2. Message: are you sure you want to delete?Press the Delete key or click the Delete button on the toolbar.
    A message box appears asking if you are sure.
  3. Relationships window after deleting join lineClick Yes.
    The line vanishes but the tables are still displayed.

Create a Relationship Manually

To create a relationship manually is a simple drag and drop action. You will create a new join between the two tables, but it will not be quite like the earlier one.

  1. Drag the field AgentsID from the Travel Agents table and drop it on the AgentsID field in the Trips table. (Be careful to drop on the correct field!)

    Dialog: Edit RelationshipsThe Edit Relationships dialog appears, showing the table names and the field names.
  2. Dialog: Join Properties - choice 2 selectedClick the button Join Type...
    The Join Properties dialog appears. There are three choices for how records will be matched up in a query.
    • Choice 1 will show only agents that have trips and trips that have agents. There must be a match in the other table!
    • Choice 2 will show all of the agents and match them with the trips that share their agent ID number. It will show agents that do not have any trips. It will not show trips that do not have an assigned agent.
    • Choice 3 will show all of the trips and match them with the agents. It will show trips that do not have an assigned agent. It will not show agents who don't have any trips yet.
  3. Click on the 2nd choice = Include ALL records from 'Travel Agents' and only those records from 'Trips' where the joined fields are equal."
    This is the right choice since each travel agent can arrange more than one trip, but each trip should have only 1 travel agent.
  4. Click on OK to close the Join Properties dialog.
  5. Dialog: Edit Relationships - section Enforce Referential IntegrityIn the Edit Relationship dialog, click in the box Enforce Referential Integrity. This choice tells Access not to allow changes that would break the connection between these tables.
    Leave the other boxes unchecked this time.
  6. Relatonships window: One to Many relationshipClick on the button Create.
    The line between the tables reappears, but this time it has symbols on each end that tell you it is a One-to-Many join and that referential integrity will be enforced
  7. Click on Button: Save (2003) the Save button on the toolbar to save this layout.

Print Relationships

The Print button on the Relationships toolbar is grayed out. Unexpectedly, the File menu does contain a command for printing this window, Print Relationships.

  1. Menu: File | Print RelationshipsClick the File menu to open it and select  Print Relationships...
    This command does not show unless the Relationships window is active.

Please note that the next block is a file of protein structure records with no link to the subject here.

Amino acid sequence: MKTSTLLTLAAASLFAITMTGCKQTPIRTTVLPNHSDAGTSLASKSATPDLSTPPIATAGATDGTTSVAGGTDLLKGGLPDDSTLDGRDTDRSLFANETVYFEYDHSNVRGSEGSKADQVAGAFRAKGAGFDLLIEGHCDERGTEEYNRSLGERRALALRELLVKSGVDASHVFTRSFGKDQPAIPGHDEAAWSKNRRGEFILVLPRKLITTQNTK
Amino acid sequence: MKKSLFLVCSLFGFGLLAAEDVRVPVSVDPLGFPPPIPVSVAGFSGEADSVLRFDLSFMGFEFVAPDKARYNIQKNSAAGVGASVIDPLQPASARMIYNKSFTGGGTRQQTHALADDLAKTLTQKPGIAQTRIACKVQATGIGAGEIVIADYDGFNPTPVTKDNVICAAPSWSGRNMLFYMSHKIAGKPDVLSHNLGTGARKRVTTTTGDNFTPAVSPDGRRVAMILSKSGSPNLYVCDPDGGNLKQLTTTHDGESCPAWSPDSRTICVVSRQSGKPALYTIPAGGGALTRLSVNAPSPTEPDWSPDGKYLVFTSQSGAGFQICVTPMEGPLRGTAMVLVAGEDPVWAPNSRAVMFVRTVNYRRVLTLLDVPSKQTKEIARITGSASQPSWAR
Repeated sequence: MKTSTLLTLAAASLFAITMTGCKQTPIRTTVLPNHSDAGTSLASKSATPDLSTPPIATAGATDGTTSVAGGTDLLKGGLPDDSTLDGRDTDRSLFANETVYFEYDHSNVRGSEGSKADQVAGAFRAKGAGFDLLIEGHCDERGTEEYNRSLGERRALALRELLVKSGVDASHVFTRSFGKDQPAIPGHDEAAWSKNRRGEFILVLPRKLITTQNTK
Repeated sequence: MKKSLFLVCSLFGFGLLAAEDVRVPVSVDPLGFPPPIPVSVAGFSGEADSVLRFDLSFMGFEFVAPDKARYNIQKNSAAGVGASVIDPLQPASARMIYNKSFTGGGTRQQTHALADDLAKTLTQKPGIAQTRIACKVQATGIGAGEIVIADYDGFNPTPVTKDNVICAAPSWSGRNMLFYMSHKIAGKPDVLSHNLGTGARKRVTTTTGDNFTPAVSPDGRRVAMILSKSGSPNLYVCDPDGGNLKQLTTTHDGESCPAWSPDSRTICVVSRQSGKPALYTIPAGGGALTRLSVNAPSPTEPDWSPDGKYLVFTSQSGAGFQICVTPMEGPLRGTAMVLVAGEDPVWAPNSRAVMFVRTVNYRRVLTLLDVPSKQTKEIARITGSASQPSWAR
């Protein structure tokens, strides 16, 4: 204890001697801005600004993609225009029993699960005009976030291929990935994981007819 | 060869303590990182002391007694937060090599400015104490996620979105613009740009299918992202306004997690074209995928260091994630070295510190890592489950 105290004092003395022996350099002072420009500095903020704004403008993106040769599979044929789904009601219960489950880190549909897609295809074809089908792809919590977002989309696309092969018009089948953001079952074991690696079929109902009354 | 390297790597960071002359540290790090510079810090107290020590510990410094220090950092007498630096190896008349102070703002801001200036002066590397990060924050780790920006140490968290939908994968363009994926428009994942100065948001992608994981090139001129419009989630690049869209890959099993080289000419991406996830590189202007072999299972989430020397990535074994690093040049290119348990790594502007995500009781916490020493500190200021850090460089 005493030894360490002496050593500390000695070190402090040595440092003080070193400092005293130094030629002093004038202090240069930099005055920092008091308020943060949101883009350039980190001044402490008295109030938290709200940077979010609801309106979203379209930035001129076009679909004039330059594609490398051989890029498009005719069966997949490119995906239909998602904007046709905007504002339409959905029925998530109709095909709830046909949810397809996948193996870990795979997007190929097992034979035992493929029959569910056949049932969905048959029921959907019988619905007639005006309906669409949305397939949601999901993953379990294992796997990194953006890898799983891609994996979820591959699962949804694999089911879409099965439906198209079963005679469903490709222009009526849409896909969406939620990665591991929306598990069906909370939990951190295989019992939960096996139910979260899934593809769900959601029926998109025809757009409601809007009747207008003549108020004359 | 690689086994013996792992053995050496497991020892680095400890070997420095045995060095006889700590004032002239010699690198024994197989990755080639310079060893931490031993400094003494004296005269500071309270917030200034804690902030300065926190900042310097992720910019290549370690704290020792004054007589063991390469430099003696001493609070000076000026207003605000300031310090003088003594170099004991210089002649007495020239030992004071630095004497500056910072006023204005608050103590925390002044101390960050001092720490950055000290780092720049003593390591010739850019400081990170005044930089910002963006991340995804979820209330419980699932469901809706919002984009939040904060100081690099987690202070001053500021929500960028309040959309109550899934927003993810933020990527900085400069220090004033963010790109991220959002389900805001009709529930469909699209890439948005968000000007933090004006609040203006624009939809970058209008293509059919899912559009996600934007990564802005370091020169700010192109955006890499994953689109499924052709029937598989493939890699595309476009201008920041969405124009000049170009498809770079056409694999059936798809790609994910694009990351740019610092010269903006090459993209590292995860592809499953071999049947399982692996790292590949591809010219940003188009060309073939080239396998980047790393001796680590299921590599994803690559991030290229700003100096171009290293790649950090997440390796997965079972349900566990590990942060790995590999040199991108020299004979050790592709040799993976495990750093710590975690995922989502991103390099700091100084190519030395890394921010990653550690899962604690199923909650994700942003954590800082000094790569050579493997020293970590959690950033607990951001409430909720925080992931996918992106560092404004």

Access creates a report that show the tables and joins that are in the Relationships window.

    Print Preview: Relationships window for My Trips

  2. Click the Print button on the Print Preview toolbar to print this page.
  3. Close the report. Choose No when asked if you want to save the report.
  4. Icon: KeyboardPress the F11 key to switch to the Database Window. (A useful shortcut when that window is covered up by others!)

View/Edit Subdatasheet

A table that is in a One-to-Many or One-to-One relationship has a new feature. Each record on the "One" side has a subdatasheet that shows the related records from the other table.

  1. Open the Travel Agents table.
  2. Datasheet with subdatasheets showingClick the expand button Button: Expand at the left end of the record for Jorge Martinez.
  3. Repeat for Hector Chavez.
    A subdatasheet opens for each travel agent. It shows the related records in the Trips table. This feature is available for the records in the "One" side of a "One-to-Many" relationship.
    You can actually edit the Trips record from here!
  4. Saved edit from inside subdatasheetIn the subdatasheet for Hector Chavez, change the TripName to Italy tour and press the down arrow on the keyboard to move to the next record. Your change is saved automatically.
  5. Collapse each of the subdatasheets by clicking the Button: Collapse collapse button at the left of the record.

Menu: Format | Subdatasheet | Expand AllTipHow to see or hide all subdatasheets at once:
   Format | Subdatasheets  Choices are Expand All, Collapse All, Remove.  The Subdatasheet item will not be available if the focus is in a subdatasheet.

Test Referential Integrity

Let's see what Access will do now that it must enforce referential integrity on your new join.

  1. Table Datasheet View: record for Hector Chavez selectedSelect the record for Hector Chavez by clicking the record selector at the left end of the record.
  2. Message: The record cannot be deleted or changed because table 'Trips' includes related records.Press the Delete key to delete the record.
    A message appears. Access will not let you delete the record because it is related to records in the Trips table.
    TipChanging a related record: You can change anything about a record that is related to records in another table, like Hector Chavez, except the field that is shared. In this exercise the shared field was an AutoNumber field, which you cannot change anyway!
    TipDeleting an unrelated record from a related table: Access will allow you to delete a record in a table that has a relationship as long as that particular record is not referred to by another table.
  3. Close Access.

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Last updated: 30 Apr 2012